Roundtable Weekly
Imminent Expiration of CDC Eviction Moratorium Prompts White House, FHFA Actions to Protect Tenants; Real Estate Groups Counter 11th Hour Attempts at Extension
July 30, 2021

CDC signage Atlanta

The Biden Administration took steps this week to protect tenants at risk of eviction for non-payment of rent. (PoliticoPro, July 28). Announcements from the White House and the Federal Housing Finance Agency (FHFA) were prompted by the anticipated July 31 expiration of the national moratorium on residential tenant evictions – first enacted by Congress in March 2020, then extended by the Centers for Disease Control (CDC), and scheduled to sunset tomorrow. (Roundtable Weekly, June 25)

Congressional Action     

  • In response to the CDC moratorium’s expected lapse, Congressional Democrats today pursued an 11th hour attempt to resuscitate the eviction ban through legislation. The Hill reported late today that efforts to extend the federal moratorium "fell far short amid resistance from moderates and housing industry groups." House Speaker Nancy Pelosi (D-CA) subsequently urged the CDC to unilaterally extend the current moratorium again. Politico reported earlier today that House Democrats were considering extending the moratorium to mid-October – and that there was not a plan yet to get the vote through Senate Republicans.

  • A coalition of 15 national real estate organizations – including The Real Estate Roundtable – sent a letter today to all members of Congress strongly opposing another moratorium extension. The joint letter called for policymakers to focus on disbursing the vast unspent sums of federal rental assistance appropriated in prior COVID-19 bills – instead of destabilizing rental markets with a new legislative eviction moratorium.

  • Roundtable President and CEO Jeffrey DeBoer commented, “In the first half of this year, Congress rightly appropriated more than $45 billion for rental assistance, but so far states have distributed less than 10 percent of that assistance. If the moratorium is extended, it needs to be more tightly targeted to people in distress due to the pandemic, including housing providers.”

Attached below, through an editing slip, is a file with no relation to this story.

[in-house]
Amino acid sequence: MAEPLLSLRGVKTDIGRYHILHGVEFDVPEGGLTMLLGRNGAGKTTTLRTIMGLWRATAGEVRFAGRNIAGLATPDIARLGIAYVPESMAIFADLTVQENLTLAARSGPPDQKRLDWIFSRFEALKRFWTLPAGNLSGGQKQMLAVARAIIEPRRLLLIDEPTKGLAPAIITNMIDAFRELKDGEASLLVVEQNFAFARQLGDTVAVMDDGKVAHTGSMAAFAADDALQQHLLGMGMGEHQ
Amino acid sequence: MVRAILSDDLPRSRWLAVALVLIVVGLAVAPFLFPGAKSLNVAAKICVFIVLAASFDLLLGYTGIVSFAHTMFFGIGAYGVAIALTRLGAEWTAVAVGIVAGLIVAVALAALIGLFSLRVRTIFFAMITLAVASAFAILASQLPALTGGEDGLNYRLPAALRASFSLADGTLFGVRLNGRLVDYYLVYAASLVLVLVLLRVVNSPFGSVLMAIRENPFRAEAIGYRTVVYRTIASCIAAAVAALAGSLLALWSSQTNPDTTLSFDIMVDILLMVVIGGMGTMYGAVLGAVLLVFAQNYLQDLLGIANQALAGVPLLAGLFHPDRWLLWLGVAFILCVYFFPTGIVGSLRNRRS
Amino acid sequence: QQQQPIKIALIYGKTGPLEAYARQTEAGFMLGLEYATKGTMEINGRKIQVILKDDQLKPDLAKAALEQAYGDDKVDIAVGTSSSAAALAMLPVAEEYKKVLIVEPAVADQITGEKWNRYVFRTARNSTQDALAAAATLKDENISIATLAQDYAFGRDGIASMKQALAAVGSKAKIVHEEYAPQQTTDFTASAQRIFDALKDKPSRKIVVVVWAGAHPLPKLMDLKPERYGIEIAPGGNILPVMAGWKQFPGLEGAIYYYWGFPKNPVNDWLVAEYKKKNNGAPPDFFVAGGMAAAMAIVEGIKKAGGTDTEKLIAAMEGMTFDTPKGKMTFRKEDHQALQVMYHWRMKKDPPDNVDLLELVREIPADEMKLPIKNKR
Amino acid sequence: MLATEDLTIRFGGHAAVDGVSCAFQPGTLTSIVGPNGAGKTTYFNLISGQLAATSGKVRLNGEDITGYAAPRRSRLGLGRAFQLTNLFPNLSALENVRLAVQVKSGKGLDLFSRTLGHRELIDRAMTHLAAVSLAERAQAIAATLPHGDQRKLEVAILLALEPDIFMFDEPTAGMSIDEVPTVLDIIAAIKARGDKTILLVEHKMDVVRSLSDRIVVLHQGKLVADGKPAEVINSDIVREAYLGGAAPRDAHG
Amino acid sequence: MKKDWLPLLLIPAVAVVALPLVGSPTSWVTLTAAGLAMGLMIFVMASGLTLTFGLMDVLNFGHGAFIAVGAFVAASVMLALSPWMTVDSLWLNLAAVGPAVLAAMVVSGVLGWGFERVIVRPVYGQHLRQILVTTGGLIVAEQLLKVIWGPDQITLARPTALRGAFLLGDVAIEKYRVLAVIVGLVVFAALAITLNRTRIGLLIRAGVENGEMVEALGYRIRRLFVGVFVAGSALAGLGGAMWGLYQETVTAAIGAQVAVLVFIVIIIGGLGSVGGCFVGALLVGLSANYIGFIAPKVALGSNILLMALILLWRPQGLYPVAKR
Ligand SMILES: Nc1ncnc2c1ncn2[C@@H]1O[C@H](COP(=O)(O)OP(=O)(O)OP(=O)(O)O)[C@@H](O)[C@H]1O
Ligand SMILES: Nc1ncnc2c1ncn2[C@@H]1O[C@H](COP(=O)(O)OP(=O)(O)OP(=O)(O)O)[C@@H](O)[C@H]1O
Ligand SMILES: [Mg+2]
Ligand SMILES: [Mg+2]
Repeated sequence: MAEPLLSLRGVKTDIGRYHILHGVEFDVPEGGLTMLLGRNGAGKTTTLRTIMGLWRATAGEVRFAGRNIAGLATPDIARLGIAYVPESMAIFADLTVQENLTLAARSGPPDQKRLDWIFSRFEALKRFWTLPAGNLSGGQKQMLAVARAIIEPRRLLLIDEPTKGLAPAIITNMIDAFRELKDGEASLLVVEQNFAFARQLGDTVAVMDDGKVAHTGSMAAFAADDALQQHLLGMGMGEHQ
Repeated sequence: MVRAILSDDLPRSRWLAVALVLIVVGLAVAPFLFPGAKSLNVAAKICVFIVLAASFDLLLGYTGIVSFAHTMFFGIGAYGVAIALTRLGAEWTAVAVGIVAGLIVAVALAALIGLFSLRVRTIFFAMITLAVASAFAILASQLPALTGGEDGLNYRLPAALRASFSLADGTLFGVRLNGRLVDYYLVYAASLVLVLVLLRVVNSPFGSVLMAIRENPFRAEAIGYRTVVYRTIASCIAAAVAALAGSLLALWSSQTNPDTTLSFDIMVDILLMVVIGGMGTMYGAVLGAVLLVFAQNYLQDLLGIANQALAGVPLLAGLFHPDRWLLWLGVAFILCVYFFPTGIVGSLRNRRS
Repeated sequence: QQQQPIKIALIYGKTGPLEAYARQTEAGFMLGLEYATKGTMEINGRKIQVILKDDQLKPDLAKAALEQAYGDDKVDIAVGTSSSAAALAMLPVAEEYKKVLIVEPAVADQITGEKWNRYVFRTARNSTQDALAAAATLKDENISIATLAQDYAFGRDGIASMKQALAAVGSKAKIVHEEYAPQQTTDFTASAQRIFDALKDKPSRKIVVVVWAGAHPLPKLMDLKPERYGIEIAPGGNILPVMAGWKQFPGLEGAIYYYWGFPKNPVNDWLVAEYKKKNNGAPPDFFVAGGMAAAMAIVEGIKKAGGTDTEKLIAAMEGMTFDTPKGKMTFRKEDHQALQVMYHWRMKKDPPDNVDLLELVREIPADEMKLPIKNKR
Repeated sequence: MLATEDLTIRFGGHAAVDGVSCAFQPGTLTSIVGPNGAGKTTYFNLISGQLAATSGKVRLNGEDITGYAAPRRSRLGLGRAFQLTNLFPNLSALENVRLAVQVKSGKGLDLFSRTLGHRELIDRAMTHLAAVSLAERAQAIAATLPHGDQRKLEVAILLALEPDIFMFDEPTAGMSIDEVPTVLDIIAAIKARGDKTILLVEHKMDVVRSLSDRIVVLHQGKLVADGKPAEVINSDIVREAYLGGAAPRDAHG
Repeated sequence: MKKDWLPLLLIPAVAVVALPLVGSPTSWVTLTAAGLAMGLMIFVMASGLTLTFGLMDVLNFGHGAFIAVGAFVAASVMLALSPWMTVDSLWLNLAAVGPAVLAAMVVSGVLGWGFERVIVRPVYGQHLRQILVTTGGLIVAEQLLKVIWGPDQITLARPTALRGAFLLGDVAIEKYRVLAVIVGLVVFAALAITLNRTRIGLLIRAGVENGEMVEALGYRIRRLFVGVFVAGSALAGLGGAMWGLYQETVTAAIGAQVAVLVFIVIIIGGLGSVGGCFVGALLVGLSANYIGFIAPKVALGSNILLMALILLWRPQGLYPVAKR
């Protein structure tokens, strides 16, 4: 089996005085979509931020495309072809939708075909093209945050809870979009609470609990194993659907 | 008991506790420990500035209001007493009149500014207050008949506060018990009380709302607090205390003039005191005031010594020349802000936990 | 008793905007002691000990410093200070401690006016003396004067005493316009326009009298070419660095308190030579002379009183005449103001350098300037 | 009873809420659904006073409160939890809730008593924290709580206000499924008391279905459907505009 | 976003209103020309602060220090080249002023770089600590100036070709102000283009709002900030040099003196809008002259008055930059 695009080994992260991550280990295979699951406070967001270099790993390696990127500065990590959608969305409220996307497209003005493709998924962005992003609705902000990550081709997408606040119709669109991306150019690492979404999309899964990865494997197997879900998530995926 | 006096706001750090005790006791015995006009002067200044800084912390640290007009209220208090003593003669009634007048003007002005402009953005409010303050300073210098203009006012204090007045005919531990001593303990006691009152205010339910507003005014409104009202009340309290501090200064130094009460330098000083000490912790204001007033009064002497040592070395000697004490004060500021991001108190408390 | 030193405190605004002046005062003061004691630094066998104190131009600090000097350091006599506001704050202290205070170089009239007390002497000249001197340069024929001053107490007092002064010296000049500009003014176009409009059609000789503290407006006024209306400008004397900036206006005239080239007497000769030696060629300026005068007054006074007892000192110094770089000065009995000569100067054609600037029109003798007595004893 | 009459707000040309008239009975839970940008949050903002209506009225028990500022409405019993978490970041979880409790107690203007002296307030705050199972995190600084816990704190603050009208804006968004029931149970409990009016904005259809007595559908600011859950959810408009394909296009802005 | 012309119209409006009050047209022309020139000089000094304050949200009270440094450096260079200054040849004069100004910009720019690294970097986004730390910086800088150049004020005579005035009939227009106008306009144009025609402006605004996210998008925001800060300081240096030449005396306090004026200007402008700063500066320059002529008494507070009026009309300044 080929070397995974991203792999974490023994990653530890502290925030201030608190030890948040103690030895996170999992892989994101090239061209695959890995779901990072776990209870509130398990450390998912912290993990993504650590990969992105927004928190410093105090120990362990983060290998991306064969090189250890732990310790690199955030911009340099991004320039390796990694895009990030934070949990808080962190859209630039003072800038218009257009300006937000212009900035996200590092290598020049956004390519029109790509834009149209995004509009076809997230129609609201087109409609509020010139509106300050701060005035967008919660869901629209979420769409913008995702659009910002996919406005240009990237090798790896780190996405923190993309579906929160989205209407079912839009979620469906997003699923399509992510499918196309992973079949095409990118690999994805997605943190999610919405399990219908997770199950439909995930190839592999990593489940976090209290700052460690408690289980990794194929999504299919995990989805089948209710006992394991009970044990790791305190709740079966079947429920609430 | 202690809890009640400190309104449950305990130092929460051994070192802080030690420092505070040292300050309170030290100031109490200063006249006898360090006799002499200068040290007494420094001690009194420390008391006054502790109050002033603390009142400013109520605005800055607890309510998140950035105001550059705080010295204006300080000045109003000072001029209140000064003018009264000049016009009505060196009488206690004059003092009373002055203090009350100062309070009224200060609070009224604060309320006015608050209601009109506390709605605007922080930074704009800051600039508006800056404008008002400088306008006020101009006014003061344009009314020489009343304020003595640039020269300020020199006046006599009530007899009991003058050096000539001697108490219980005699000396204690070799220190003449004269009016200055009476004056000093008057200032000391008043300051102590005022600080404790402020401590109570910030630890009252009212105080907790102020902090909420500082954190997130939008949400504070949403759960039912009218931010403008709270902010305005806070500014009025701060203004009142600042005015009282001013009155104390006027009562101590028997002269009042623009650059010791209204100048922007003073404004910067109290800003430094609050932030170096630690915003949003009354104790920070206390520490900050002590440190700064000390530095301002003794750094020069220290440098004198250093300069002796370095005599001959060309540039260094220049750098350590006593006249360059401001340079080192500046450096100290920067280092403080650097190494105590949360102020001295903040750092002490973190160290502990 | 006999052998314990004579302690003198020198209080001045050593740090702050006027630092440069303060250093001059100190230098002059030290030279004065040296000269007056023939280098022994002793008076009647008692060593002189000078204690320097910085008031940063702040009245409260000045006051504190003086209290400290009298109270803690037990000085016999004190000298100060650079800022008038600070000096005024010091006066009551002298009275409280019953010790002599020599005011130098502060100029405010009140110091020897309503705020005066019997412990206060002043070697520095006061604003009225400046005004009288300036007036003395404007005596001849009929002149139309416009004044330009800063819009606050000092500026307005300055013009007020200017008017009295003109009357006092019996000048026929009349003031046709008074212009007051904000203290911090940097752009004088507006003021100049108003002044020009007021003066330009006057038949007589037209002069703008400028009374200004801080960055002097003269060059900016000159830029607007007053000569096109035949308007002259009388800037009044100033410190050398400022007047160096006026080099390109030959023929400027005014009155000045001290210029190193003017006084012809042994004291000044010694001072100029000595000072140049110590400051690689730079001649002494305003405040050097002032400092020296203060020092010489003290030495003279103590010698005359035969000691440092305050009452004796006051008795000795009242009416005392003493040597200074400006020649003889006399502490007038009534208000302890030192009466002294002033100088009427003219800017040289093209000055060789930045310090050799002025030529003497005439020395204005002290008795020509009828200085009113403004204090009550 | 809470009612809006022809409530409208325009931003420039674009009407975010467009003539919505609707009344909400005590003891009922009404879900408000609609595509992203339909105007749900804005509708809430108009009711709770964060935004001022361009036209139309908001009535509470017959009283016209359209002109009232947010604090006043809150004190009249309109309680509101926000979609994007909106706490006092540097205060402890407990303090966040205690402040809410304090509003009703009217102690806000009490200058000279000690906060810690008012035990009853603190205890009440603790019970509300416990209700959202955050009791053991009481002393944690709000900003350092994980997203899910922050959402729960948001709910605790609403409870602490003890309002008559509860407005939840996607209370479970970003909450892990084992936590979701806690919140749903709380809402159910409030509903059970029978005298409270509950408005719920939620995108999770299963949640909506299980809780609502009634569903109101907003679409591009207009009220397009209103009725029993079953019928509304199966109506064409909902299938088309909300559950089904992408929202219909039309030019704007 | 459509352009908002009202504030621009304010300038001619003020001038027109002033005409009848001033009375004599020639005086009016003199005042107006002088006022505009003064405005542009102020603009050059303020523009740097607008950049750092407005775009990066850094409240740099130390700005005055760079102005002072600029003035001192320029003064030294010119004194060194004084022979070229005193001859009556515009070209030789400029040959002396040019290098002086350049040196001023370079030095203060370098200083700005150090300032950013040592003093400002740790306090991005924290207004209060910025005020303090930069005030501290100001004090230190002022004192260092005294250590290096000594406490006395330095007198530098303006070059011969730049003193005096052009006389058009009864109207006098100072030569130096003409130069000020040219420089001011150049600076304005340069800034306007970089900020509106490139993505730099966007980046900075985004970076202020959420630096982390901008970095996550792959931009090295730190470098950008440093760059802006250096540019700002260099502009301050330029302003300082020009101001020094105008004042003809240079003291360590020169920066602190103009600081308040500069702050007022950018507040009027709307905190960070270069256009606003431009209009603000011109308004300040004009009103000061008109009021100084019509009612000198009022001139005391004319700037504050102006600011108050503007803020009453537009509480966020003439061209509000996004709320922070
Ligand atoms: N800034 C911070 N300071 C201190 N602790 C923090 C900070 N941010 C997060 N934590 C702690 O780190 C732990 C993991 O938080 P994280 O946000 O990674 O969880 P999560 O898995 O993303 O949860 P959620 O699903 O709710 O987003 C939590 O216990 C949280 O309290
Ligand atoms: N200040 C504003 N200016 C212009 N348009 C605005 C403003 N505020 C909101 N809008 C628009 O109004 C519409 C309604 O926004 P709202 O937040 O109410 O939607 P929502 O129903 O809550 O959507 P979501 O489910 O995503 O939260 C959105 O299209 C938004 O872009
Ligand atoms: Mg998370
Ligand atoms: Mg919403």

Federal Actions Supporting Tenants 

FHFA logo

  • The FHFA announced on Wednesday that owners of all multifamily properties with a federally-backed mortgage must provide a 30-day written notice to a tenant before requiring removal for not paying rent. 

  • [Most states already have laws requiring some “wait period” or notice to tenants before eviction proceedings can commence, though typically not as long as 30 days according to this summary.]

  • The FHFA’s notice requirement had been limited to situations where a landlord received mortgage forbearance protections. Now, the FHFA requires the tenants’ notice regardless of whether the landlord benefits from delayed loan payments – where the debt is backed by Fannie Mae, Freddie Mac, or a federal agency. (See FHFA fact sheet).

  • The White House on June 24 released its fact sheet, “Initiatives to Promote Housing Stability by Supporting Vulnerable Tenants and Preventing Foreclosures.” The fact sheet also references “strict adherence” to tenant notice requirements and offers further measures such as:

    • Accelerating disbursement of Emergency Rental Assistance (ERA) to get the funds appropriated by Congress into the hands of landlords and tenants;

    • Providing a streamlined payment option so large landlords can receive “bundled” payments from multiple eligible tenants; and